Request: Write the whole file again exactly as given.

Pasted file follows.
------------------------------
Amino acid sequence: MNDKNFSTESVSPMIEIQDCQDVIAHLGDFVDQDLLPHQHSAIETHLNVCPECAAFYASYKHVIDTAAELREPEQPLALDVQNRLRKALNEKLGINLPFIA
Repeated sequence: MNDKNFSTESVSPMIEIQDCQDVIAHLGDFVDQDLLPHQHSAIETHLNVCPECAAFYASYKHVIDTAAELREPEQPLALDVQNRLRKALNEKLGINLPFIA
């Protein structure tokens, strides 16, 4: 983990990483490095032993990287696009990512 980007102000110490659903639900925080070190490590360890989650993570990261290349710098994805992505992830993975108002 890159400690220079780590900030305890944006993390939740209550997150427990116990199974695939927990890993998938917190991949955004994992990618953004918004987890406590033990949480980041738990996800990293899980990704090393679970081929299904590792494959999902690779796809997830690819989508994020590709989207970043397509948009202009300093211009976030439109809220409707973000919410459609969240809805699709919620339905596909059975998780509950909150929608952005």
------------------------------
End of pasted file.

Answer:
Amino acid sequence: MNDKNFSTESVSPMIEIQDCQDVIAHLGDFVDQDLLPHQHSAIETHLNVCPECAAFYASYKHVIDTAAELREPEQPLALDVQNRLRKALNEKLGINLPFIA
Repeated sequence: MNDKNFSTESVSPMIEIQDCQDVIAHLGDFVDQDLLPHQHSAIETHLNVCPECAAFYASYKHVIDTAAELREPEQPLALDVQNRLRKALNEKLGINLPFIA
């Protein structure tokens, strides 16, 4: 983990990483490095032993990287696009990512 980007102000110490659903639900925080070190490590360890989650993570990261290349710098994805992505992830993975108002 890159400690220079780590900030305890944006993390939740209550997150427990116990199974695939927990890993998938917190991949955004994992990618953004918004987890406590033990949480980041738990996800990293899980990704090393679970081929299904590792494959999902690779796809997830690819989508994020590709989207970043397509948009202009300093211009976030439109809220409707973000919410459609969240809805699709919620339905596909059975998780509950909150929608952005």